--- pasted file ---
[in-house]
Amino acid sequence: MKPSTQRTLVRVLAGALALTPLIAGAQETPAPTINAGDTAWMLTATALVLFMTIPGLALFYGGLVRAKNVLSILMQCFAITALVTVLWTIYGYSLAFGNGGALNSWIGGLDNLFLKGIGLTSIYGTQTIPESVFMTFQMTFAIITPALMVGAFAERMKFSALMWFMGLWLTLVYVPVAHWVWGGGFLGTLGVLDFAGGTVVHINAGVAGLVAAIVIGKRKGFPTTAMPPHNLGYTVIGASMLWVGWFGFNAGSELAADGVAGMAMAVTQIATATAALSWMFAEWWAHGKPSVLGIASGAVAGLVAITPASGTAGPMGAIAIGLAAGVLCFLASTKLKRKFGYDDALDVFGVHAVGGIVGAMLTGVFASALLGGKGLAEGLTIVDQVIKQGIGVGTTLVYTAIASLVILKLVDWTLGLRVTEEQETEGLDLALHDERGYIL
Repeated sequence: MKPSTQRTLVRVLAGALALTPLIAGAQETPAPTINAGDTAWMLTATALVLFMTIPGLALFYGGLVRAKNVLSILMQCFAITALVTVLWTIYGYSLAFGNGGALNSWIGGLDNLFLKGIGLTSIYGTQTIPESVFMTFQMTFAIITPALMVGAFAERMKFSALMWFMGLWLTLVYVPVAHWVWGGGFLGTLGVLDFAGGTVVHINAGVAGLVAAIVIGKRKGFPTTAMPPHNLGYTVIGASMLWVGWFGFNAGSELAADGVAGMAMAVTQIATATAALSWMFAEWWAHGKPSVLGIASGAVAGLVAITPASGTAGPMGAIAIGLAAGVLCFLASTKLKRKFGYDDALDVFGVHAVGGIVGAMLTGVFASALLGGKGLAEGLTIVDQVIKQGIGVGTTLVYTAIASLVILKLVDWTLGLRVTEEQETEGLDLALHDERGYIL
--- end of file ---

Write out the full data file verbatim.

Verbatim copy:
[in-house]
Amino acid sequence: MKPSTQRTLVRVLAGALALTPLIAGAQETPAPTINAGDTAWMLTATALVLFMTIPGLALFYGGLVRAKNVLSILMQCFAITALVTVLWTIYGYSLAFGNGGALNSWIGGLDNLFLKGIGLTSIYGTQTIPESVFMTFQMTFAIITPALMVGAFAERMKFSALMWFMGLWLTLVYVPVAHWVWGGGFLGTLGVLDFAGGTVVHINAGVAGLVAAIVIGKRKGFPTTAMPPHNLGYTVIGASMLWVGWFGFNAGSELAADGVAGMAMAVTQIATATAALSWMFAEWWAHGKPSVLGIASGAVAGLVAITPASGTAGPMGAIAIGLAAGVLCFLASTKLKRKFGYDDALDVFGVHAVGGIVGAMLTGVFASALLGGKGLAEGLTIVDQVIKQGIGVGTTLVYTAIASLVILKLVDWTLGLRVTEEQETEGLDLALHDERGYIL
Repeated sequence: MKPSTQRTLVRVLAGALALTPLIAGAQETPAPTINAGDTAWMLTATALVLFMTIPGLALFYGGLVRAKNVLSILMQCFAITALVTVLWTIYGYSLAFGNGGALNSWIGGLDNLFLKGIGLTSIYGTQTIPESVFMTFQMTFAIITPALMVGAFAERMKFSALMWFMGLWLTLVYVPVAHWVWGGGFLGTLGVLDFAGGTVVHINAGVAGLVAAIVIGKRKGFPTTAMPPHNLGYTVIGASMLWVGWFGFNAGSELAADGVAGMAMAVTQIATATAALSWMFAEWWAHGKPSVLGIASGAVAGLVAITPASGTAGPMGAIAIGLAAGVLCFLASTKLKRKFGYDDALDVFGVHAVGGIVGAMLTGVFASALLGGKGLAEGLTIVDQVIKQGIGVGTTLVYTAIASLVILKLVDWTLGLRVTEEQETEGLDLALHDERGYIL